Respiratory Medicine Case Reports 16 (2015) 117e119
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A rare clinical case e Solitary ﬁbrous tumor of the pleura Alexis Papadopoulos a, *, Ilias Porfyridis a, Gregorios Christodoulides b, Andreas Georgiou a a b
Department of Respiratory Medicine, Nicosia General Hospital, Cyprus Department of Thoracic Surgery, Aretaeio Hospital, Nicosia, Cyprus
a r t i c l e i n f o
a b s t r a c t
Article history: Received 18 July 2015 Accepted 21 July 2015
We present a case of a 58 years old man with a large heterogeneous and well circumscribed soft tissue mass arising from the right pleural surface, found at a computer tomography of his chest. This mass after complete resection through a right lateral open thoracotomy, proved to be a Solitary Fibrous Tumor, previously known as ‘benign mesothelioma’. This tumor is usually discovered at routine chest X-rays since patients are either asymptomatic or report atypical symptoms. Only 10e20% of the published cases report a malignant solitary ﬁbrous tumor, however, deﬁnite diagnosis can only be made after complete resection which is the proposed diagnostic algorithm for these cases. © 2015 The Authors. Published by Elsevier Ltd. This is an open access article under the CC BY-NC-ND license (http://creativecommons.org/licenses/by-nc-nd/4.0/).
Keywords: Solitary ﬁbrous tumor Mesenchymal tumor Thoracic mass Pleural tumors
1. Introduction Solitary Fibrous Tumor of the Pleura (SFTP) is a pleural neoplasm initially thought to be of ﬁbroblastic origin and historically named ‘benign mesothelioma, localized mesothelioma or submesothelial ﬁbroma’ . SFTP is rare and accounts for less than 5% of the primary pleural tumors  and patients have a mean age of 58e66 years at the time of diagnosis according to large retrospective studies [3,4]. While approximately one third of the patients are asymptomatic, the majority report atypical symptoms like cough, shortness of breath or chest pain at presentation [3,4]. We present a case of a male patient who underwent a right lateral open thoracotomy for total resection of the pleural tumor which proved to be a SFTP by the histopathological and immunochemical examination.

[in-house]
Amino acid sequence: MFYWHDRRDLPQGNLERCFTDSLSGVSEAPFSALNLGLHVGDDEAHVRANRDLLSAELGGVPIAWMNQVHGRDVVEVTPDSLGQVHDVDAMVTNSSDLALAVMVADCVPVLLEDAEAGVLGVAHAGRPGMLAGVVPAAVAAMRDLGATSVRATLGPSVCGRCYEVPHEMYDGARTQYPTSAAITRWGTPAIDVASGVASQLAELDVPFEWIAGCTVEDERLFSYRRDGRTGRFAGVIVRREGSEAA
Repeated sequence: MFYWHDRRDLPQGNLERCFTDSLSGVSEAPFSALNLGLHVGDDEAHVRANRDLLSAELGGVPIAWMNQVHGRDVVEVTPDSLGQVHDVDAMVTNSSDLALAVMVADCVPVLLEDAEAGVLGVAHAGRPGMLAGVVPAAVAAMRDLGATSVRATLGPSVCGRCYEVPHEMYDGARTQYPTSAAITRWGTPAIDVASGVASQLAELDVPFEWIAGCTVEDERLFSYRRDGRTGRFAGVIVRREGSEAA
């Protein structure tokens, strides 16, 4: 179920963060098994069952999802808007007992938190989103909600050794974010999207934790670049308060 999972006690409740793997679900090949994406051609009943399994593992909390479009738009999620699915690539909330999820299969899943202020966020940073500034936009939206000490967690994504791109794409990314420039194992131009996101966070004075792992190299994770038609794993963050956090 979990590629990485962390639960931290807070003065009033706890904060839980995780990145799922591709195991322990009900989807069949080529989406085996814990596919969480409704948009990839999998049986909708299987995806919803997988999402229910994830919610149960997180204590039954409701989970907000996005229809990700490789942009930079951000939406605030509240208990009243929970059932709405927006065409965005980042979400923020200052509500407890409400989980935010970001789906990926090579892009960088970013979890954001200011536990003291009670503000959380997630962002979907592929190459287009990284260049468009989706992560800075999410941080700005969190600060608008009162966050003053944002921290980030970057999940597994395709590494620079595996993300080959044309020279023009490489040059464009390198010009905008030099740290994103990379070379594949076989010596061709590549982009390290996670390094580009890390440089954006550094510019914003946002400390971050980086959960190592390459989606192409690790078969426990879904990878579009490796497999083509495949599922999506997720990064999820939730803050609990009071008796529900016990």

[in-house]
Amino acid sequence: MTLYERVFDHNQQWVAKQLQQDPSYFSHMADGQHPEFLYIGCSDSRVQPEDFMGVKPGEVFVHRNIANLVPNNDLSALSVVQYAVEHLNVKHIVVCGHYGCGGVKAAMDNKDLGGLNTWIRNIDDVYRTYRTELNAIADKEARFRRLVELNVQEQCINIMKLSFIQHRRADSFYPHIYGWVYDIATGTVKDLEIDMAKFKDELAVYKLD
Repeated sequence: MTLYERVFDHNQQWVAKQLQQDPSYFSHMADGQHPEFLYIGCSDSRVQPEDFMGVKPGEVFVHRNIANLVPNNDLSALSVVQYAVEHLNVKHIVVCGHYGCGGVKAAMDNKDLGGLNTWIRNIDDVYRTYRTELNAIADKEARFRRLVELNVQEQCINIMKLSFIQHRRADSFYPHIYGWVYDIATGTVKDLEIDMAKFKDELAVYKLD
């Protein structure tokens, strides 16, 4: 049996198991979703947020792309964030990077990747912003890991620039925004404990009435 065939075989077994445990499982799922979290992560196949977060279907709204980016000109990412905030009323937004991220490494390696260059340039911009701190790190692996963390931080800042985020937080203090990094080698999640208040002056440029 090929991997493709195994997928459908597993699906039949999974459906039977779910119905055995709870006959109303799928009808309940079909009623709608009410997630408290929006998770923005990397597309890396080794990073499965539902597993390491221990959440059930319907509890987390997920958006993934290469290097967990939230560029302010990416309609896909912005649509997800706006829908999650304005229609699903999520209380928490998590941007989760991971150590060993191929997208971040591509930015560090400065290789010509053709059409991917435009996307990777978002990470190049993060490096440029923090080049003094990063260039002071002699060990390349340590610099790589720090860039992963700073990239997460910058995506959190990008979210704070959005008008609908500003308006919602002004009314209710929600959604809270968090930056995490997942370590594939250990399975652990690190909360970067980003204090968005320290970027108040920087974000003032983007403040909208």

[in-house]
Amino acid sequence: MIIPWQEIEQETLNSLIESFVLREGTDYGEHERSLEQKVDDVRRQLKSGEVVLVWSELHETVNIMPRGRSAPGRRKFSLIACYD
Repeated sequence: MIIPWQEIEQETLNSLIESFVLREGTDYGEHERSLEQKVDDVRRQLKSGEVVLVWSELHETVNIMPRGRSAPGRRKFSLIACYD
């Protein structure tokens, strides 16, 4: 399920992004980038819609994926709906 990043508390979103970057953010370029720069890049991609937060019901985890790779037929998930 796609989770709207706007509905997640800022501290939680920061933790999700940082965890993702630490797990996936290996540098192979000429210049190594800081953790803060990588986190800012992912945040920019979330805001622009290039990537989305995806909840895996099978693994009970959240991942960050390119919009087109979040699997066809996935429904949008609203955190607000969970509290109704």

normal. Because of a rounded mass appearing at the lower right side of his chest radiograph (Fig. 1A), the patient underwent a chest CT scan. The CT scan displayed a large right-sided heterogeneous but well circumscribed soft tissue mass arising from the pleural surface, which contained central areas of low density, with absence of local invasion (no chest wall or heart inﬁltration) (Fig. 1B). Diagnosis was obtained by a transthoracic cutting needle biopsy, and conﬁrmatory diagnosis was made with the pathological examination of the specimen which was completely resected during a right lateral open thoracotomy (Fig. 2A). Histopathological examination of the mass (Fig. 2B) demonstrate hypocellular and hypercellular areas simultaneously, separated by ﬁbrous stroma; hypercellular areas were composed of bland spindle-cells arranged in short fascicules. Immunohistochemical staining showed that the tumor cells were strongly positive for CD34 (Fig. 3), bcl-2 and vimentin which conﬁrmed the diagnosis of SFTP.
2. Case report A 58 years old Caucasian male appeared at the outpatient clinic complaining for dull aching right sided chest pain, moderate dyspnea on exertion over the last 2 weeks and dry chronic cough. His past medical history was unremarkable, apart from being a heavy smoker for more than 30 years. The clinical examination revealed decreased auscultatory sounds and dull note over the middle and lower right hemithorax, while electrocardiography, transthoracic echocardiogram and routine blood laboratory results were all
* Corresponding author. E-mail address: [email protected]